Sales of oxycodone by doctors fall in Florida

By Scott Hiaasen

The number of oxycodone pills sold by Florida doctors dropped dramatically in 2011, following a series of high-profile arrests and a legislative crackdown on the storefront "pill mills" that made South Florida the hub of a nationwide black market in prescription painkillers.

According to the U.S. , sales of oxycodone from doctors' offices and pain clinics dropped 97 percent from 2010 to 2011. Florida sold almost 46 million oxycodone tablets in 2010, but only 1.2 million pills were sold by doctors last year, the DEA data shows.

The biggest reason for the drop: New legislation passed last year that largely prevents doctors from dispensing oxycodone and other from their offices. The state law, which took effect July 1, was aimed at hobbling storefront pain clinics, where doctors commonly sold drugs directly to walk-in patients paying only in cash. Many of these "patients" were really drug couriers from Kentucky, West Virginia, Tennessee and other states, investigators say.

Oxycodone has become the leading cause of in Florida, contributing to more than 1,500 deaths in 2010, records show.

Over the past year, the DEA also has increased the pressure on pain clinics with a series of undercover investigations leading to indictments of dozens of doctors and clinic owners around the state. Many more doctors have been forced to surrender their DEA licenses to write .

In 2010, 90 of the top 100 oxycodone-prescribing doctors in the United States were from Florida. But last year, only 13 Florida doctors were listed among the top 100 prescribers - and none from Florida were in the top 10.

At the same time, oxycodone sales were increasing among doctors in Kentucky, Georgia and Tennessee, the DEA found.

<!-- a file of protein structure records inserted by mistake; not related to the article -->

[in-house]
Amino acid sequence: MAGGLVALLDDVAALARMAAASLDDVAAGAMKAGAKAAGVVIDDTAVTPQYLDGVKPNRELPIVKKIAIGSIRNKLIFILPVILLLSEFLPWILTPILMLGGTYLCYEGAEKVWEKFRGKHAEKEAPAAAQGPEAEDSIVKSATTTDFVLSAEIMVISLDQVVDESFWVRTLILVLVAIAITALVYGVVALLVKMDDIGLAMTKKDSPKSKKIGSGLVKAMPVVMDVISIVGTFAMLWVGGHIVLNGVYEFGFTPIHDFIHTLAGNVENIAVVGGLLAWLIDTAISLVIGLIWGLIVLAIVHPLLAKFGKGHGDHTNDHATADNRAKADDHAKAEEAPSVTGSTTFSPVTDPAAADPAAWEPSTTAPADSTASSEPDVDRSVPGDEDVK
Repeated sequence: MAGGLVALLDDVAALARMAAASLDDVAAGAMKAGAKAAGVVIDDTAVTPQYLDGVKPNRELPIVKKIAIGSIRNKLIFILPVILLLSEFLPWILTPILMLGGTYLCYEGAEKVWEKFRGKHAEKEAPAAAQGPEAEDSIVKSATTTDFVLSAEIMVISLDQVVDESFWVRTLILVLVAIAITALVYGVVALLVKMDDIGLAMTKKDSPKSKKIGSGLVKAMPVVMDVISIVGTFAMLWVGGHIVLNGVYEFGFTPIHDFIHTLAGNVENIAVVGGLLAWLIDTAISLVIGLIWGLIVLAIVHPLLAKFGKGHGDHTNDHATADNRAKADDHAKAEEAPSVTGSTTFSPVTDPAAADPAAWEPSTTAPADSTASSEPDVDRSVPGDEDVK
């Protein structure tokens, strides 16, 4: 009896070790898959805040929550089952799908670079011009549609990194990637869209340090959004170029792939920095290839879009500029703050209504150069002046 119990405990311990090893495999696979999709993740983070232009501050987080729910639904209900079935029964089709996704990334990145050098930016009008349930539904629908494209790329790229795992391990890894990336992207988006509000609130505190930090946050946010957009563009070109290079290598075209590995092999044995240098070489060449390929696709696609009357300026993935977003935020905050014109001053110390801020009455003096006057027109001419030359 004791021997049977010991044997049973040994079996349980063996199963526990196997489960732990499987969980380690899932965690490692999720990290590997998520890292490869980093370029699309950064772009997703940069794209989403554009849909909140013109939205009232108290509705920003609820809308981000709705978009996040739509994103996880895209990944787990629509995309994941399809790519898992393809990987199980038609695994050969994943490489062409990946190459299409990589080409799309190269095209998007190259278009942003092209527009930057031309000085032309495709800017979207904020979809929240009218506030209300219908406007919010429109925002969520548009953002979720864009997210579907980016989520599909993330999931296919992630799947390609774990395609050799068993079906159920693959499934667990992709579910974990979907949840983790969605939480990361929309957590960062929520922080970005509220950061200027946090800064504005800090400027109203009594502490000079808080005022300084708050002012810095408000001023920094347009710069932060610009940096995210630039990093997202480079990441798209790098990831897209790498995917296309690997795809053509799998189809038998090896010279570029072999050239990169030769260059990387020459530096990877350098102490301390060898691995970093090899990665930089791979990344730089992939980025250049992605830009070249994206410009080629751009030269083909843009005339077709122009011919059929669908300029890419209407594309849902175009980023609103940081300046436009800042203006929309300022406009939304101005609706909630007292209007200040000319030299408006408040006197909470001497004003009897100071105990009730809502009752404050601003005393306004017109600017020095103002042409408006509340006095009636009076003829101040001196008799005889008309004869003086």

Pain-clinic doctors may still write prescriptions that can be filled at pharmacies under Florida's new law. But oxycodone sales from Florida pharmacies have dropped as well, by 14 percent from 2010 to 2011, the DEA data shows.

One large pharmacy chain, CVS, announced in December that it would not honor prescriptions for painkillers from some Florida doctors out of concern the pills could get diverted to the black market. 

In recent months, the DEA has also focused its attention on rogue pharmacies, some of which have been working in concert with suspect pain clinics. 

In October, for example, the feds filed drug-trafficking charges against the owner of the Robert's Drug Store pharmacy located in the Stephen P. Clark Government Center, the hub of Miami-Dade county government.

Last month, Daniel and Francine Sweet, the owners of the Focus on Health pharmacy in Plantation, Fla., pleaded guilty to money-laundering charges as part of a scheme to fill phony prescriptions for Miami-based drug dealers, court records show. The ordered more than 1 million pills in a one-year period, prosecutors said. The Sweets are scheduled to be sentenced in March.

"The arrests and administrative actions taken against the owner of pill mills and rogue pharmacies, and the doctors and pharmacists working there, not only put these individuals out of business, but sent a clear message to others that the diversion of illicit pharmaceutical painkillers would not be tolerated," Mark Trouville, the special agent in charge of the DEA's Miami field office, said in a statement.

State officials recently launched a new tool to try to curb illegal painkiller sales and prevent "doctor shopping" by patients who go to multiple doctors seeking pills. In September, the Florida Department of Health launched a new prescription drug monitoring database that allows doctors and pharmacists - and, in some cases, criminal investigators - to track a patient's prescription history to weed out doctor shopping.

The database now contains data on 26 million prescriptions dating back to December 2010, according to a Brandeis University study of the program.

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